In fact, he still re all of my pieces and tells me how great my writing is though, I admit, he's pretty biased. Our love story progressed pretty quickly: We moved in together after a month and a half, got engaged a year later, and eloped nine months after that. To me, it felt and still feels like a "when you know, you know" moment. I loved going to the parade or walking around Greenwich Village and seeing rainbow flags everywhere.
When I met Adam, I had just relocated to Florida and, after we got together, wanted to continue to show up as a bisexual person in my community—which is why I've found it crucial to celebrate Pride Month as loudly and proudly as I can. As a woman in the queer community who is in a heterosexual relationship, it can be difficult to figure out exactly what the appropriate outlet for your queerness is.
This can be especially problematic for those who come out as bisexual or pansexual after already being in a heterosexual relationship, as it happened to Diane Glazman, 53, from the San Francisco Bay Area. She was in her mids and already married to a "cis-het guy," as she puts it, before she realized she was bi. Still, it took many years before her queer identity grew enough for her to come out—and it wasn't until she realized that she was alternating her language when talking to straight friends versus queer friends a practice known as "code-switching" that she knew she had to finally be honest about who she is.
Not doing that has been very freeing. My husband knew from the very beginning that I identified as bisexual and knew about my history of dating both women and men. For me, just as Glazman says, not hiding this part of myself is freeing. I accomplish this "not hiding" by attending Pride events in my small community in southwest Florida—and by having my husband me every year. Shortly after we started dating, we had our first-ever Naples Pride his first Pride! This year, he even insisted we go despite a rainy morning and the fact that the event was outside.
As Dr. Liz PowellPsyD, a d psychologist, author, and speaker based in Portland, OR, put it, after she encouraged me to wear Pride colors or gear that represents my identity, "Put your money where your mouth is and buy things from queer companies.
And I'm not the only queer woman in a relationship with a man who finds it important to celebrate Pride Month—even if they're newbies. Meanwhile, others prefer to do a little more than just go to Pride events. They organize them!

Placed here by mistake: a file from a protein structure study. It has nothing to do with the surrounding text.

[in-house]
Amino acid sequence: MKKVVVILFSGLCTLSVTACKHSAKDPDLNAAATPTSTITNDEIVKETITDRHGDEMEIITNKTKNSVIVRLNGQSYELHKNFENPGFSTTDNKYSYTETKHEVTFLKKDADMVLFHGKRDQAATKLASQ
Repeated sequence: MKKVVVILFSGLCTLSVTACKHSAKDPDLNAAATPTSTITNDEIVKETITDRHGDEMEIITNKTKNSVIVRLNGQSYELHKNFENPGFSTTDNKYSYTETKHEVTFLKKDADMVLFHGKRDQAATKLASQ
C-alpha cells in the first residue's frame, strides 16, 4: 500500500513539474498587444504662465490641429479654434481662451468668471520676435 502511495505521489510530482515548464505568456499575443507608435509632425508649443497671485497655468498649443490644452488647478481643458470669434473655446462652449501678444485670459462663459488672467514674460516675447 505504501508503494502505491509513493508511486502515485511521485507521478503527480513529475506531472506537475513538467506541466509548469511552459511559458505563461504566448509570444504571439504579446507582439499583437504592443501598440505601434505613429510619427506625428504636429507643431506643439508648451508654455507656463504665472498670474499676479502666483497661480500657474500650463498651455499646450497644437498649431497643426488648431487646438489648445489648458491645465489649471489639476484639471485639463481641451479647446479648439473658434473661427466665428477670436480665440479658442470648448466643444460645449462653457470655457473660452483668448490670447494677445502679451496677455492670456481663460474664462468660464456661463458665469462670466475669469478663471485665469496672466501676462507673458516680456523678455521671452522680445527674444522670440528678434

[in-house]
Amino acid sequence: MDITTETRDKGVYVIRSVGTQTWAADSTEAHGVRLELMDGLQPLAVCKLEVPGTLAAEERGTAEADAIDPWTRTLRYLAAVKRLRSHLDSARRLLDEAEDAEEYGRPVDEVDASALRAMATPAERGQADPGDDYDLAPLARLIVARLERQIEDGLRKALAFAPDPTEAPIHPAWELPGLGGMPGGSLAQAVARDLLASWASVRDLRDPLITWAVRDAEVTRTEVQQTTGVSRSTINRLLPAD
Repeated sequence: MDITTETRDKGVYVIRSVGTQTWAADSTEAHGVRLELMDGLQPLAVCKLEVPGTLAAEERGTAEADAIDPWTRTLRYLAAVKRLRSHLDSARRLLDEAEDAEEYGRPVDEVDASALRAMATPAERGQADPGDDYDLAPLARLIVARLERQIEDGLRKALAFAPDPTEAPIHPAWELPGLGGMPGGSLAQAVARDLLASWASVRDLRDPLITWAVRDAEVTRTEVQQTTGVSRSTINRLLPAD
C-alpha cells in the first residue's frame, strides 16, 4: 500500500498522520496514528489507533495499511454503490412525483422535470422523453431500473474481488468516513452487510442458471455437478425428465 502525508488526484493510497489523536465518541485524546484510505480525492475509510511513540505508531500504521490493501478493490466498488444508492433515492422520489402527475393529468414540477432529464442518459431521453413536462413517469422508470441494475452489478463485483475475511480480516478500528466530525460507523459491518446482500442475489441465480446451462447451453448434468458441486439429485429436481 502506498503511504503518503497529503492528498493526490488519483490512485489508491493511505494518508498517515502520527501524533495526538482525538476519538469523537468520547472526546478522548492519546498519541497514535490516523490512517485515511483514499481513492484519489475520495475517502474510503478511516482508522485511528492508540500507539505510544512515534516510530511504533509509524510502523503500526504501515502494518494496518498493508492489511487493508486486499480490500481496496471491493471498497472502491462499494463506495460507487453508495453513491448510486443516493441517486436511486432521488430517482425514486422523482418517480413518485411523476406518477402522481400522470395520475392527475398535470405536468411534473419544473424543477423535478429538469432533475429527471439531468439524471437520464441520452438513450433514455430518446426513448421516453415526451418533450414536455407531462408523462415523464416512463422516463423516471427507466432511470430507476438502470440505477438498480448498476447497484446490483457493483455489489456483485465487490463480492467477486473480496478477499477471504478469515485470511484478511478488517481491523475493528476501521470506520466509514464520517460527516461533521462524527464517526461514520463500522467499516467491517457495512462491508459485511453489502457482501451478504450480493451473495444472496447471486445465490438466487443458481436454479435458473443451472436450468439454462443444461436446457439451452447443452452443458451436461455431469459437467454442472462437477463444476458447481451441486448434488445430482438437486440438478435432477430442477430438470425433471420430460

Despite our Pride Month celebrations and my continued openness about my bisexuality, being in a heterosexual relationship has occasionally made me feel like a "bad" queer person. After the rejection I faced from gay women who wouldn't date me, I now feel added pressure to assert that I am still a member of the queer community even though I appear to be straight to the outside world.
I'm afraid that, eventually, being straight-passing will make the LGBTQ community turn its back on me. Turns out, I was suffering from internalized bi-phobia. This erasure of my bisexuality and the guilt that comes with that is unfortunately common.
This erasure of my bisexuality and the guilt that comes with that is an unfortunately common problem faced by other bi people, says Dr. A lot of bi folks struggle to stay connected to queer community. Thankfully, I have a supportive husband who not only tolerates my bisexuality but celebrates it as an integral part of my identity. It makes it easier to stay connected to the queer community when I have a partner who helps me celebrate all those parts of me—whether that means attending Pride events together or planning to teach our future kids about the wonderful world of LGBTQ people.
Thankfully, I have a few examples to turn to before we even get there. For some bisexual women in straight relationships, celebrating Pride involves not only their husbands who tend to be supportive but also their children. Priscilla Blossom, 34, of Denver, CO, agrees. Although I find it most meaningful to go to my local Pride events with my husband, and to continue to be outspoken about my bisexuality online and in real life, there is no right or wrong way to celebrate Pride for those who are queer but in heterosexual relationships.
Some folks want to share it loud and proud while some are a little more reserved or hesitant due to the fact that Pride has become very commercial. Your Best Life.